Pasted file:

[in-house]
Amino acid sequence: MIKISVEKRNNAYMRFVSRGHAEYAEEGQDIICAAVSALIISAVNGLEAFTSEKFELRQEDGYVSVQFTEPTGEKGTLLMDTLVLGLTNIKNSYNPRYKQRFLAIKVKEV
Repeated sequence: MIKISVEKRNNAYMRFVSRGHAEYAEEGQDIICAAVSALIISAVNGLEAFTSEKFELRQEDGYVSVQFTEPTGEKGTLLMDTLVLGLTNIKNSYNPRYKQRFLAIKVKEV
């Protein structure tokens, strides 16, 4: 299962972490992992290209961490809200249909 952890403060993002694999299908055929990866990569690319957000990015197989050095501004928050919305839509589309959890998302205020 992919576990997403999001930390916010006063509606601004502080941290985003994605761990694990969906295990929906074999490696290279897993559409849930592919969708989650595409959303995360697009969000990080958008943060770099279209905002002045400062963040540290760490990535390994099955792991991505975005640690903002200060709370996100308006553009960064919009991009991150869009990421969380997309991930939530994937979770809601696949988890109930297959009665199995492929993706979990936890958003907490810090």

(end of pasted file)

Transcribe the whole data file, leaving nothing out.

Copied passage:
[in-house]
Amino acid sequence: MIKISVEKRNNAYMRFVSRGHAEYAEEGQDIICAAVSALIISAVNGLEAFTSEKFELRQEDGYVSVQFTEPTGEKGTLLMDTLVLGLTNIKNSYNPRYKQRFLAIKVKEV
Repeated sequence: MIKISVEKRNNAYMRFVSRGHAEYAEEGQDIICAAVSALIISAVNGLEAFTSEKFELRQEDGYVSVQFTEPTGEKGTLLMDTLVLGLTNIKNSYNPRYKQRFLAIKVKEV
């Protein structure tokens, strides 16, 4: 299962972490992992290209961490809200249909 952890403060993002694999299908055929990866990569690319957000990015197989050095501004928050919305839509589309959890998302205020 992919576990997403999001930390916010006063509606601004502080941290985003994605761990694990969906295990929906074999490696290279897993559409849930592919969708989650595409959303995360697009969000990080958008943060770099279209905002002045400062963040540290760490990535390994099955792991991505975005640690903002200060709370996100308006553009960064919009991009991150869009990421969380997309991930939530994937979770809601696949988890109930297959009665199995492929993706979990936890958003907490810090």